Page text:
It was not to be.
We arrived, and were promptly seated, in the cavernous and nearly empty main room. We were again taken by the extravagance of the setting, but couldn't help notice the little things that were done poorly. A talented interior designer could make this a spectacular room; apparently none were available when Cullen's was built.
On to the food. Our plan for the day was "Keep it Simple".
We started with the Wedge salad. A wedge of bibb lettuce, bleu cheese, bacon, some roast beets... this has to be tasty. Nope. The bleu cheese was overpowered by some shockingly lemony dressing that was a bad idea, and apparently the bacon market was cornered by Allen Stanford, because the few tiny bits present couldn't be tasted amidst the lemony morass.
Next was the frito pie. On the menu it sounded very interesting; "berkshire pork & chairman's reserve beef chili, toasted corn chips, texas goat cheese, oregon cheddar, creme fraiche & scallions"
What came out was perhaps the worst frito pie we've ever sampled. The heart of the problem was the "berkshire pork & chairman's reserve beef chili". There may be a blander chili somewhere on the planet, but it's a safe bet it's not in Texas. Combine that with nearly flavorless cheese and a glop of sour cream (what does sour cream have to do with frito pie, you ask? So did we, after trying it) and you end up with a really bad rendition of this ballpark favorite. (And yes, the average little league concession stand does a better job.) The generic fritos were lacking in flavor as well, but at least they were crispy - that's the only positive we could find with this unfortunate creation.
Finally the main course: Chicken-Fried Ribeye. Served with truffle-scented country gravy, mashed potatoes and wilted greens. How can you mess up a chicken-fried steak, especially if you start with a ribeye?
You can mess it up by not trimming the lumps of fat and gristle from the cut of meat before you bread it. Our first bite was about 2/3 gristle, underneath a fairly decent hand-breaded coating. The truffle-scented country gravy seemed to be standard CFS white gravy with a bit of fake truffle oil added; as with everything else served by Cullen's, the overwhelming experience was blandness. And after the chunk of fatty gristle that was our first impression, we weren't anxious to finish the entree.
The mashed potatoes weren't bad. They weren't terribly good, but they weren't bad. For this brunch, that was a major success.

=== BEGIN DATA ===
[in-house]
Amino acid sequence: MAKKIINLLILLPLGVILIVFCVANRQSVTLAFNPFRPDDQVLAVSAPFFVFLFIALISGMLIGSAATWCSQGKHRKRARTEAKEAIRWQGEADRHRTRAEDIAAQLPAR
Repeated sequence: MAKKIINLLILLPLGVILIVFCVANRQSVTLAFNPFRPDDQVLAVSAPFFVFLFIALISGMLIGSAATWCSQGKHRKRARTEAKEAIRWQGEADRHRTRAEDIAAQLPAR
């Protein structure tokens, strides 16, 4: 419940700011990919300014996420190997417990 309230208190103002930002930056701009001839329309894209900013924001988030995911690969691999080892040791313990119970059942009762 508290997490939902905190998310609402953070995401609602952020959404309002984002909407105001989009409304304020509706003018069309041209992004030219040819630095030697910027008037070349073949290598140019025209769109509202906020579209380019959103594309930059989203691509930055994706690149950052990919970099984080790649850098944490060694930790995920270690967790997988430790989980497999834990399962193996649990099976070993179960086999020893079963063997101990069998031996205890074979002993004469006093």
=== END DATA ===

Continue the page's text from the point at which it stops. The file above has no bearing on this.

The large, round room was essentially empty; there were perhaps six parties dining there. We were seated right in front of the window to the kitchen, where staff milled around, not doing much cooking. Our waiter was an enthusiastic but clueless young man who disappeared for long periods of time, apparently not waiting on others.
At one point the general manager walked by and asked how we were enjoying lunch. He got an earful; we politely described the failed dishes they pumped out. He nodded politely but seemed essentially uninterested. He did say he was going to "take care of the the food" for us, which we assumed meant that we weren't going to be charged for this dreadful meal.
Our check arrived, with one item (the ribeye) comped. "Didn't like" was the reason. I suppose there was no button for "Utter Failure in the Kitchen" on Cullen's no doubt state-of-the-art point-of-sale system.
Or perhaps there was, and it was worn out from overuse.
Post-Mortem: The items described on the menu actually could have been quite good had they been executed successfully, with the meat properly trimmed and the dishes properly seasoned. Perhaps if they invested a bit less in the over-the-top setting and a bit more in training the kitchen staff, they could improve things.
With a great deal of rework and attention, Cullen's could one day be a mediocre establishment. But don't hold your breath.
If you like great food and great deals, check it out.
Bolivar's landmark Stingaree restaurant has reopened after being seriously damaged by Hurricane Ike. For Bolivar residents it's a sign that the area is moving back toward normalcy. For the rest of us it means that some of the best seafood on the Gulf Coast is available again, including the signature Oysters Jubilee.
Read more in The Houston Chronicle.